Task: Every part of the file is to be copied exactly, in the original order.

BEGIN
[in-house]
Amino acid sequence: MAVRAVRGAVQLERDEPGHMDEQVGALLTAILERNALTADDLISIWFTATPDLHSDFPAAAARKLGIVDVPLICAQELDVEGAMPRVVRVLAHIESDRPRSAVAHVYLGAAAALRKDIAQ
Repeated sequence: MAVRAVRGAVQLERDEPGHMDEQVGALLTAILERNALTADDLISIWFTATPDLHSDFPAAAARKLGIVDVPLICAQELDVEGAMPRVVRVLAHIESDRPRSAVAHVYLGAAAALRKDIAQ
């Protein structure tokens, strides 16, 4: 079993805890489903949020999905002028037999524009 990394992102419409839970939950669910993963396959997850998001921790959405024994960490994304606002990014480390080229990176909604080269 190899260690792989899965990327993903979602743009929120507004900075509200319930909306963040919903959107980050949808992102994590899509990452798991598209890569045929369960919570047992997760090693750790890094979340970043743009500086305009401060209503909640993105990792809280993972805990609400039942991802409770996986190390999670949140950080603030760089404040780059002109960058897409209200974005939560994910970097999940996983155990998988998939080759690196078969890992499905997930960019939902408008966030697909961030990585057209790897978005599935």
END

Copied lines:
[in-house]
Amino acid sequence: MAVRAVRGAVQLERDEPGHMDEQVGALLTAILERNALTADDLISIWFTATPDLHSDFPAAAARKLGIVDVPLICAQELDVEGAMPRVVRVLAHIESDRPRSAVAHVYLGAAAALRKDIAQ
Repeated sequence: MAVRAVRGAVQLERDEPGHMDEQVGALLTAILERNALTADDLISIWFTATPDLHSDFPAAAARKLGIVDVPLICAQELDVEGAMPRVVRVLAHIESDRPRSAVAHVYLGAAAALRKDIAQ
């Protein structure tokens, strides 16, 4: 079993805890489903949020999905002028037999524009 990394992102419409839970939950669910993963396959997850998001921790959405024994960490994304606002990014480390080229990176909604080269 190899260690792989899965990327993903979602743009929120507004900075509200319930909306963040919903959107980050949808992102994590899509990452798991598209890569045929369960919570047992997760090693750790890094979340970043743009500086305009401060209503909640993105990792809280993972805990609400039942991802409770996986190390999670949140950080603030760089404040780059002109960058897409209200974005939560994910970097999940996983155990998988998939080759690196078969890992499905997930960019939902408008966030697909961030990585057209790897978005599935």